(b) New Development and Redevelopment. The City may adopt requirements identifying appropriate Best Management Practices to control the volume, rate, and potential pollutant load of storm water runoff from new development and redevelopment projects as may be appropriate to minimize the generation, transport and discharge of pollutants. The City shall incorporate such requirements in any land use entitlement and construction or building-related permit to be issued relative to such development or redevelopment. The owner and developer shall comply with the terms, provisions, and conditions of such land use entitlements and building permits as required in this Article and the City Storm Water Utility Ordinance, Chapter 31.5, Article 1.
(c) Responsibility to Implement Best Management Practices. Notwithstanding the presence or absence of requirements promulgated pursuant to subsections (a) and (b), any person engaged in activities or operations, or owning facilities or property which will or may result in pollutants entering storm water, the storm drain system, or waters of the U.S. shall implement Best Management Practices to the extent they are technologically achievable to prevent and reduce such pollutants. The owner or operator of a commercial or industrial establishment shall provide reasonable protection from accidental discharge of prohibited materials or other wastes into the municipal storm drain system or watercourses. Facilities to prevent accidental discharge of prohibited materials or other wastes shall be provided and maintained at the owner or operator's expense. Best Management Practices required by the City can be obtained from the Public Works Department by requesting the BMP manual appropriate to a commercial or industrial activity from the BMP Guidance Series. BMP's are broken into three categories: "high priority" which are required to be implemented, "medium priority" which are desirable to implement, and "low priority."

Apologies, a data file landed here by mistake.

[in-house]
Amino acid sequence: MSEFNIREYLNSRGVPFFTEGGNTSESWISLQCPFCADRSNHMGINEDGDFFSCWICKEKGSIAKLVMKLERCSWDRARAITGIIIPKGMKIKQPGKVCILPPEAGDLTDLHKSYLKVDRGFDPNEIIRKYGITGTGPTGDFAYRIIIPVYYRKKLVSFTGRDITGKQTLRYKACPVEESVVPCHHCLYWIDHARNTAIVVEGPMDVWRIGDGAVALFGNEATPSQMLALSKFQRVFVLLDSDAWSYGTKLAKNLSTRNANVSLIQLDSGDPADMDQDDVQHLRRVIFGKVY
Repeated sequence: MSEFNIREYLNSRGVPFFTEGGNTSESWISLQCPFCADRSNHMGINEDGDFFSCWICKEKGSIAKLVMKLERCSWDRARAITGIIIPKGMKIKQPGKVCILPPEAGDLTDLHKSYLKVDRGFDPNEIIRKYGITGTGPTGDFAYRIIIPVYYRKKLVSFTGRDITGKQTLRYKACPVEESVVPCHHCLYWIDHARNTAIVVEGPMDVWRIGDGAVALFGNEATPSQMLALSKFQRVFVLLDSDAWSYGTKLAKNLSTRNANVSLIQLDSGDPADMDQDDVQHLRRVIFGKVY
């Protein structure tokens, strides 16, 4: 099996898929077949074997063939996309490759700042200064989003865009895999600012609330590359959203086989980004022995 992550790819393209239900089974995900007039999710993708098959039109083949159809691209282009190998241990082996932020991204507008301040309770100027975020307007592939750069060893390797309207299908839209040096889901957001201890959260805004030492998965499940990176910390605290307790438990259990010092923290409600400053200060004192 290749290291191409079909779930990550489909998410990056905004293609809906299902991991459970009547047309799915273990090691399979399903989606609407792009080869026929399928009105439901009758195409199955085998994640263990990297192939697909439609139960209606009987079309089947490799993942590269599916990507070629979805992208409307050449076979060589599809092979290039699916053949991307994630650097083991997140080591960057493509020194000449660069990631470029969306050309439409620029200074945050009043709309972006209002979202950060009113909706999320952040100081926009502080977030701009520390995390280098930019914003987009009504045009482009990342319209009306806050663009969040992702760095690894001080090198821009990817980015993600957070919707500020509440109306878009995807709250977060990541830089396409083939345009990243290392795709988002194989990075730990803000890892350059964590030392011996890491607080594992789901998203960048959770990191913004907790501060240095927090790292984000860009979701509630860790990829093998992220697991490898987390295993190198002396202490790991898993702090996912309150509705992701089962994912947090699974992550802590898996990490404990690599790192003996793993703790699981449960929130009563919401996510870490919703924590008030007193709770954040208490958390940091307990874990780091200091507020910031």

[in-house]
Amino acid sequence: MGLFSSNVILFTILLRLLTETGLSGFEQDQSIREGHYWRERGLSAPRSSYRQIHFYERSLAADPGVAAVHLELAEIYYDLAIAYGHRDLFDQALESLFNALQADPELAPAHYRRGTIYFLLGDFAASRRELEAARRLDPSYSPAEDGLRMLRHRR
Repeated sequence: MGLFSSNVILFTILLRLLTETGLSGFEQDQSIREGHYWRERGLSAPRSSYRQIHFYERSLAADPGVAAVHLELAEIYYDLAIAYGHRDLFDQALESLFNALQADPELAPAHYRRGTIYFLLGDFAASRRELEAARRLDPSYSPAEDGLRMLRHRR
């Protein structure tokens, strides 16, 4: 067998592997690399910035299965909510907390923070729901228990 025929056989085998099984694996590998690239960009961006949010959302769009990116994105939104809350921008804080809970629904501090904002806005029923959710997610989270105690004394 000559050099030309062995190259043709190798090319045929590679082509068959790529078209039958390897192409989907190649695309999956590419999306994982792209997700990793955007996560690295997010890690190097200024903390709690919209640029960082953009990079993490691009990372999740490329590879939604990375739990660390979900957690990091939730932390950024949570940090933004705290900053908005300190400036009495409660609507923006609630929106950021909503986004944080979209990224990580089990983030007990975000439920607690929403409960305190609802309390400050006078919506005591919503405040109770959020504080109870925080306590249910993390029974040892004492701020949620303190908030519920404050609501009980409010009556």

Every person owning property through which a watercourse passes, or such person's lessee, shall keep and maintain that part of the watercourse within the property reasonably free of trash, debris, excessive vegetation, and other obstacles that would pollute, contaminate, or significantly retard the flow of water through the watercourse. In addition, the owner or lessee shall maintain existing privately-owned structures within or adjacent to a watercourse, so that such structures will not become a hazard to the use, function, or physical integrity of the watercourse. The owner or lessee shall not remove healthy bank vegetation beyond that actually necessary for maintenance, nor remove said vegetation in such a manner as to increase the vulnerability of the watercourse to erosion. The property owner shall be responsible for maintaining and stabilizing that portion of the watercourse that is within their property lines in order to protect against erosion and degradation of the watercourse originating or contributed from their property.
Monterey Stormwater Management Page
City of Monterey Stormwater Ordinance
Stormwater Multiple Application and Report Tracking System (SMARTS) Login